Plus Alpha: 24 hours in Japan

What would you do?

Plus Alpha is a weekly column that explores life in Japan from the perspective of American expatriate and game-industry veteran Jarik Sikat. Having worked in numerous areas of the game industry since 1994, Sikat relocated to Japan in 2010.

Think fast: If you had 24 hours in Japan, what do you do?

It’s finally 2012 and I’ve been in Japan for one full calendar year. Although I arrived here in the spring of 2010, making it from one New Year’s to the next feels like a milestone to me. Reflecting on the past 12 months, I’ve noticed a change that has subtly been taking place.

To better explain this, we have to go all the way back to 1996, and my very first visit to Japan. Back then, I worked for a small Japanese-owned publisher with offices just outside of Chicago. At the time, they had just nine employees, with only me assigned to development. Twice a year, they would send me to Tokyo.

On that first trip, taking the first few steps out of Shibuya station was like time-traveling into the future. Everything, from the bright neon lights, jumbo screens and oddly-dressed girls to the videogame music (from a game that I had worked on) blaring from public speakers, was new, bizarre and overwhelming – exactly like you’d expect.

It could have been the jetlag, the sheer excitement of a dream come true, the overstimulation of the senses or the disorienting feeling of drowning in an endless tide of people who (at the time) all looked the same, or a combination of all of the above, but I could hardly breathe – or wipe the ear-to-ear grin off my face.

Before each trip, you’d find me poring over guidebooks, magazines and websites with a certain fervor planning out exactly what I’d be doing with each moment of free time. Maps and train routes in hand, I’d head for places like Nakano Broadway, a haven for otaku culture, or to a restaurant frequented by my favorite “manga ka” (a manga artist or creator) on the off-chance she’d be spotted. I’d get there, no matter the distance, time or cost.

Let’s fast-forward to 2011.

Early that year, I realized my dream of snowboarding in Nagano, former host city to the ‘98 Winter Olympics (no relation to Nakano Broadway in Tokyo), yet somewhere between learning about radiation exposure and the difference between millisieverts and becquerels, cramming for the JLPT (Japanese Language Proficiency Test), getting married and yearning for day-to-day life to resemble some normalcy. That’s exactly what happened.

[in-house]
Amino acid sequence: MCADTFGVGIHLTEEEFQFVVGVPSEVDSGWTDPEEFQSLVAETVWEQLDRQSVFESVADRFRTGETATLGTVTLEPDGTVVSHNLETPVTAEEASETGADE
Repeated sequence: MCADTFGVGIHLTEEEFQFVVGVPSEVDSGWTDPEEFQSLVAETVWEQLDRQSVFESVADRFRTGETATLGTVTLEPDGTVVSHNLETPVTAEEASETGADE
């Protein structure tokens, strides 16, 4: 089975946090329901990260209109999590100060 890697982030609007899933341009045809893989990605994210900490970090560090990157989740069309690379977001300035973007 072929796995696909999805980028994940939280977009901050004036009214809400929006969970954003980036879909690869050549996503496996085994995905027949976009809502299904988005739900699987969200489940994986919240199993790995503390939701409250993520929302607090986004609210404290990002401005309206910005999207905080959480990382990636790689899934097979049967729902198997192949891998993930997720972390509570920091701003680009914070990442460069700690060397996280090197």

It’s been nearly two years since I was last in the US. Some of the things that were so mind-blowing and fascinating about Japan are starting to feel commonplace, and I’m having a serious love-hate relationship with that.

Take for example, the bank of vending machines I pass by each day without a second thought. Posted on one of them is an ad with Tommy Lee Jones (who’s a spokesmodel for BOSS, a popular brand of canned coffee). When family and friends would come to visit, they would stop dead in their tracks to snap a picture, because it was Tommy Lee Jones… pitching coffee! My wife, however, is more impressed that the BOSS coffee guy is going to be in a new movie with Will Smith next summer. Somehow, I feel trapped in the middle.

I still pinch myself to make sure that each day isn’t a dream. The constant grappling with different aspects of the culture and lifestyle still continues, but 2012 should be an interesting year for both gaming and popular culture here. There’s still so much more to see, and a lot more to share.

But let’s say you had 24 hours in Japan. What would you do? What would you want to see? Would you hang out at one of Tokyo’s retro-gaming bars? Visit a “mangakissa” (24-hour manga and internet café)? Go to a concert? Try to conquer Japan’s record-setting roller coasters? What are you curious about? Leave a comment, and if it’s legal, perhaps I’ll check it out for you in an upcoming column.

Jarik Sikat has worked in the videogame industry in areas ranging from localization and product development to public relations and marketing. As a freelance journalist and writer, his work has appeared in PlayStation: The Official Magazine, Official Xbox Magazine and Newtype USA.

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